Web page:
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View from the Cab: Caring for the crop

By: Kent Casson

Farmers tend to worry quite a bit, but I guess that means we care about the crops we raise.

Ever since I put those corn and soybean seeds in the ground back in April, I have been wondering if everything is alright and if they will have decent yields come fall. I hate to get too far ahead of myself as we have plenty of the growing season left to go, but one can’t help but worry about the drought conditions setting up across the country.

Not only is Illinois extremely dry, but other states are being included in this category as well. You may recall drought conditions out west for the past several years and apparently that pattern has made its way here to the Midwest. That is not good when the “I” states are typically the country’s garden spot for growing crops.

As I glance out at the front yard, I am eerily reminded of 2012 which was another drought year when we barely mowed the grass and yields were rather disappointing that fall. Someone just reminded me the other day the extreme dryness in 2012 didn’t quite happen as soon as this year. Regardless, this season could be one for the record books if we don’t get some rain soon.

I’ve been worrying about my soybeans up at the north farm since day one this year. It was rather cool when planting them, but field conditions weren’t bad. Thanks to the earliness of the season and chilly weather, they took several weeks to emerge. This had me worried sick and wondering if something was wrong or if I needed to replant the field.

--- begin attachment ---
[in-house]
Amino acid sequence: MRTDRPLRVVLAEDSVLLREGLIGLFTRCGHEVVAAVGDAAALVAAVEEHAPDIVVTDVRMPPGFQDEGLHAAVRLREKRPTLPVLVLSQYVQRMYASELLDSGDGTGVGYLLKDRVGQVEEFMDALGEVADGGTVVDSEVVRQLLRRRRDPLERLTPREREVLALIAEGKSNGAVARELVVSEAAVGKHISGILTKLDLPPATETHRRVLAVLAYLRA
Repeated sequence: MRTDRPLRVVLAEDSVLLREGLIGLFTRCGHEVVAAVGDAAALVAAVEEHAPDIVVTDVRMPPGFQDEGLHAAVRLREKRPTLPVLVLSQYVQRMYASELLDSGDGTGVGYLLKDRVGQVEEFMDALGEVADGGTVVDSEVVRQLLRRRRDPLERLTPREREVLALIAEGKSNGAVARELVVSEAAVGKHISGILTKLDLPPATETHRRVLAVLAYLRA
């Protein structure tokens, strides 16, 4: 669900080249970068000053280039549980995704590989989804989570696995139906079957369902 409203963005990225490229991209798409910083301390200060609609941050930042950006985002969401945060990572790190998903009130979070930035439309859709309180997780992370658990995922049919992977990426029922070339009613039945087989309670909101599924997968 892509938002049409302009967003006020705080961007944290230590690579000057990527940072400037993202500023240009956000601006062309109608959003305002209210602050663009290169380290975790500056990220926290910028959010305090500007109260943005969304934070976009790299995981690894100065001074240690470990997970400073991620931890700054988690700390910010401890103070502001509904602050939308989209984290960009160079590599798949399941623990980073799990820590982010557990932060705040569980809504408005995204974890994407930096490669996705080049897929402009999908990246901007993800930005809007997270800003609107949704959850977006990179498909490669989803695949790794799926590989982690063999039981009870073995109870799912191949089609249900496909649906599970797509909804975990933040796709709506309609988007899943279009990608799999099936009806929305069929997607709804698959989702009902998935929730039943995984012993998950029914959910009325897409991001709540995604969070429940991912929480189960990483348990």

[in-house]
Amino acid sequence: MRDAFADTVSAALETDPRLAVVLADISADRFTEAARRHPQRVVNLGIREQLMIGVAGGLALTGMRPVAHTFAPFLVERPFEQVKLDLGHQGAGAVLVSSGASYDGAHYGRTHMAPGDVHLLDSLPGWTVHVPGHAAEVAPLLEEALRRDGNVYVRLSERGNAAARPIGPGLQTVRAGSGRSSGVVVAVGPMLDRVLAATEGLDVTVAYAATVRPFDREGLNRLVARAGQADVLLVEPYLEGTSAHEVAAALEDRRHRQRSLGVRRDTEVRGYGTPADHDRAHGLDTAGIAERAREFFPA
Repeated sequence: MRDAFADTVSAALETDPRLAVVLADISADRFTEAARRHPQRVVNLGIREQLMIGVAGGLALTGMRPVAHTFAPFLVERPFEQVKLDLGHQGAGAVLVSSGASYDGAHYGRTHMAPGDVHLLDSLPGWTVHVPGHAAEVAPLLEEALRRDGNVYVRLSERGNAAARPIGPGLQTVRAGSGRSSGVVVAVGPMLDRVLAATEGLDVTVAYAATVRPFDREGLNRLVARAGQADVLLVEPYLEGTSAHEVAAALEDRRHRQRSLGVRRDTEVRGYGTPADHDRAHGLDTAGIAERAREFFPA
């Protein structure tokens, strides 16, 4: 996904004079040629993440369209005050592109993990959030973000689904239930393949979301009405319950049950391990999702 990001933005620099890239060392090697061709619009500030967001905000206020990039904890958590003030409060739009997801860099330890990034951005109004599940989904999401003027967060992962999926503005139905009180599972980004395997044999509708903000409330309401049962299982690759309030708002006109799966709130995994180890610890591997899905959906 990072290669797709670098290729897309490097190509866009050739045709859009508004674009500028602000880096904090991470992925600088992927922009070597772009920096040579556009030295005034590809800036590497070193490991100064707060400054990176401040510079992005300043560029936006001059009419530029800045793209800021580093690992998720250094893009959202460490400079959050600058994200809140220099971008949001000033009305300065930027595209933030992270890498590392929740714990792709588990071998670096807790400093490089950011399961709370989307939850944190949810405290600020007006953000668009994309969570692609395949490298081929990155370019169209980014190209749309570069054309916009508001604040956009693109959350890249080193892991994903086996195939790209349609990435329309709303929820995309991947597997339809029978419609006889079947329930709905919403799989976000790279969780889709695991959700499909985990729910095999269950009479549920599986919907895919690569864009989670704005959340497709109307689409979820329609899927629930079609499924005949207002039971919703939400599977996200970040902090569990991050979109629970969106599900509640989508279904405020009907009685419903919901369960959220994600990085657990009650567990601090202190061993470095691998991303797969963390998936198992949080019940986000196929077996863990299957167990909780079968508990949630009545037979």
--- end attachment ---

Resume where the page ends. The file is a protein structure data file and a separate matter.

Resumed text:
On top of all this, it was my first year with cover crops on that farm and I was learning all of the ins and outs of growing cereal rye ahead of soybeans. The pre-plant chemical application wasn’t so effective on that rye due to the cold conditions this year so I had some cover crop leftovers emerging among the beans.

While this was all enough to cause some early season headaches, I am now relieved the crops are growing alright, despite the dryness. I guess I should have taken the advice of fellow growers who told me not to look at a no-till field for at least a month after planting.

We are reminded that we are not in control but God is. We always tend to raise some sort of a crop and get the planting and harvesting done safely. Let’s all pray for our farmers and a timely rain or two this summer. It could make a world of difference out there.


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